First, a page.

People might tell you that you don’t need a no-fee passport but get one to avoid headaches later. There’s plenty of information on the Internet about no-fee passports.
You must apply for a no-fee passport at a military installation – contact the travel office where your spouse is currently stationed to find out where to apply.
Be prepared for a photo at this appointment. I rolled out of bed half an hour before my no-fee passport appointment and then learned I had to have my passport photos taken. I figure I’ll take this opportunity for you to learn through my mistakes… bedhead and all.
Make sure you bring the following papers to your appointment:
1. Passport Application– Fill out as much as possible; you’ll complete the rest at the appointment.
2. Marriage license
3. Birth certificate- Make sure it’s an official copy. In fact, they made a big deal about mine because it was so old that the raised seal was almost gone. The state department may reject it if they can’t tell it’s official.
4. Tourist passport- If you have one. It’s not required.
5. Social Security Card
6. Power of Attorney (POA)- If your spouse cannot be at this meeting, ensure you obtain a POA specific to passport matters.
Expect it to take about six weeks to process the no-fee passport.
The U.S. Department of State, which issues no-fee passports, will send them to the military installation rather than to your house directly.
However, you can request that the military installation send it to you after they have received it. Also, be warned they may not call you when it comes in, so make sure you contact them around when it is supposed to arrive.
Family Travel Message
A Family Travel Message will be sent to your soldier’s command if everything has been approved.
Ours was an e-mail stating that I will accompany my husband to Germany, and we will be granted shipping of our household goods and plane tickets for me.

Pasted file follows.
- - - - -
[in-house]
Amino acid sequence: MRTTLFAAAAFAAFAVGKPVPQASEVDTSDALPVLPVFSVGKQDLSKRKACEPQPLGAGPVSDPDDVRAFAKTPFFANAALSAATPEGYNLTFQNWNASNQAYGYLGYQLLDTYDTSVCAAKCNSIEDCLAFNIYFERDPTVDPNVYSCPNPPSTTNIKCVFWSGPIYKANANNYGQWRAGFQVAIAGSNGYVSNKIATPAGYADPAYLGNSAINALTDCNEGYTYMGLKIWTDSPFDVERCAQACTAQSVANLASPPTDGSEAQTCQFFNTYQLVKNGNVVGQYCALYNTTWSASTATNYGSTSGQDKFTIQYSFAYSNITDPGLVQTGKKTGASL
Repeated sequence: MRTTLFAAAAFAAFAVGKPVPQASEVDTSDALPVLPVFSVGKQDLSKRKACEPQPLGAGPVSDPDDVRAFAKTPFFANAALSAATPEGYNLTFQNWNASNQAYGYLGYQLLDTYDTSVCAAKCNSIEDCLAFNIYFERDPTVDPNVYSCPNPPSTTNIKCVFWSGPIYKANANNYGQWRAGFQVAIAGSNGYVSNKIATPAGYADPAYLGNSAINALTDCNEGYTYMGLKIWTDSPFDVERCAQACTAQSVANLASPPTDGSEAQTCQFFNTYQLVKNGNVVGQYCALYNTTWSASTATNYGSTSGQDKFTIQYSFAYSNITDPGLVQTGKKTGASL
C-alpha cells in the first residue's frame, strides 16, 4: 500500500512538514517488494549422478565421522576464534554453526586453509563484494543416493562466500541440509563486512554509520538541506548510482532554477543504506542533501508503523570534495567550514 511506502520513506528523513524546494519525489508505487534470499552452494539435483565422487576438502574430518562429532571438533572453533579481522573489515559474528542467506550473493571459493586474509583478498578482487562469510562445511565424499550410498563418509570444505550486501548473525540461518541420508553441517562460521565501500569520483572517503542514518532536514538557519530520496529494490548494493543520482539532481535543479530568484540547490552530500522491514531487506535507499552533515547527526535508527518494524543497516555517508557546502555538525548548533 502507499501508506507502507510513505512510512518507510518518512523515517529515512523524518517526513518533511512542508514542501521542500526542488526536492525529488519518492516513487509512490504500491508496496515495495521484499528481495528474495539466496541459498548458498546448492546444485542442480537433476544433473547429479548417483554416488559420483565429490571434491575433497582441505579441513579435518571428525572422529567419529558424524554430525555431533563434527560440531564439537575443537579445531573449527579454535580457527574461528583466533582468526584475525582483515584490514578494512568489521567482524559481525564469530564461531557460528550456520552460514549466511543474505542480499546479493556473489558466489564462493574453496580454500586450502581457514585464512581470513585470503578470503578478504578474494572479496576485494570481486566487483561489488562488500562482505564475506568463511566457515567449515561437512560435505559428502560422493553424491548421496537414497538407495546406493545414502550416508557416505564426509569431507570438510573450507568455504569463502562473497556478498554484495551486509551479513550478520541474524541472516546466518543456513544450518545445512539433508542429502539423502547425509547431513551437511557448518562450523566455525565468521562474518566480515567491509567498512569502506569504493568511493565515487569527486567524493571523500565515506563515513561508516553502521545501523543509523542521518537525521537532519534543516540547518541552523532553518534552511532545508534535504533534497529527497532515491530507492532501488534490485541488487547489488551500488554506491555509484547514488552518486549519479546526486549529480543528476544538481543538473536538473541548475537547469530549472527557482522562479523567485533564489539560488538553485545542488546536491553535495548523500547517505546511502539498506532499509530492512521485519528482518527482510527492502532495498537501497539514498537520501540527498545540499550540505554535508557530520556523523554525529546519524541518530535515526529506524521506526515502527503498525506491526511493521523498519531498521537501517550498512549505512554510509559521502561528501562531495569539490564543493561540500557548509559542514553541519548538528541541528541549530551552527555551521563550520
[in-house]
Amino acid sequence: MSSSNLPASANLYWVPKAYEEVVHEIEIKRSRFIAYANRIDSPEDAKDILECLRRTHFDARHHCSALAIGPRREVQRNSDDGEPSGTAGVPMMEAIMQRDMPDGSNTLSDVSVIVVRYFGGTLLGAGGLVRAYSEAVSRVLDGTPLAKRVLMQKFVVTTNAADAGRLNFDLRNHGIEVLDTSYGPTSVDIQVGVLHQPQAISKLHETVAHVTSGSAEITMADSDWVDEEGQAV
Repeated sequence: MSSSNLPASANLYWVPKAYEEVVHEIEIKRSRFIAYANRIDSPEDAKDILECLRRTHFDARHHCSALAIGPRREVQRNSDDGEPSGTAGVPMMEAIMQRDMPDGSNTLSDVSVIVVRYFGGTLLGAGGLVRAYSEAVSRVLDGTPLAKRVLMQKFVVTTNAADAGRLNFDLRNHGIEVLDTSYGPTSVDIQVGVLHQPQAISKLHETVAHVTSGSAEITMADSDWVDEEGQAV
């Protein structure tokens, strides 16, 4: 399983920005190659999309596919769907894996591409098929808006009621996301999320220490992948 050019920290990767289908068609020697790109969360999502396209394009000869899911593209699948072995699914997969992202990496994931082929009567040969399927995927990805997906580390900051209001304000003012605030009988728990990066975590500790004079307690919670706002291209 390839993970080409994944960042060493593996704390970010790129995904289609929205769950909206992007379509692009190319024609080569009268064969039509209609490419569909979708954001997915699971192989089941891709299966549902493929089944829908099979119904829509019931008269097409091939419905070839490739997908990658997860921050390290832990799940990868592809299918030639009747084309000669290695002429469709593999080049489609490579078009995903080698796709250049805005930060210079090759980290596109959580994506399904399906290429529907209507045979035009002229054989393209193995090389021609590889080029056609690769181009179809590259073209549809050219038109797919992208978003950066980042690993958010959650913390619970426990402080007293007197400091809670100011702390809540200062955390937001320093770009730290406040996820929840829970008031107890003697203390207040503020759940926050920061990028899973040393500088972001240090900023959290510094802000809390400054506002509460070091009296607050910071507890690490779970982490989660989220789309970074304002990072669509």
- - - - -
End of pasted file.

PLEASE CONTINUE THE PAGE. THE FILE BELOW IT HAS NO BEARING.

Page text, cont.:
This document is basically stating that command sponsorship has been approved. The timeline for this message depends on the commander of your gaining unit, so expect it to take anywhere from a week to a month.
The sooner your spouse can contact his sponsor or new unit, the sooner they can get to work sending you this message. Also, note that this e-mail was never sent directly to my husband but received a hard copy from his unit’s operations office.
To-Do List While Waiting
Depending on your situation, your spouse may have orders before you get command sponsorship.
As I write this, we are waiting for my husband’s orders. Setting up your car shipment, appointments for the movers, etc., can’t be done until you have orders. If you are in our situation, there are some things you may want to do while you wait.
The military allows the free shipment of one Privately Owned Vehicle (POV) to certain OCONUS locations. If you have a lien or lease on your car, you’ll need to get a written statement from the lien/lease grantor.
The above link explains what needs to be included in this letter. Also, you’ll want to take care of any repairs your car needs. After $900, we no longer have four warning lights on our Pontiac Sunfire’s dash, but I feel this cost much less in the U.S. than if we repaired it in Germany.
In my next article, I’ll discuss what to do after getting orders and completing the actual move. Preparing to move OCONUS can seem overwhelming, but I always tell myself that if other people have done this before me, then certainly I can do it as well.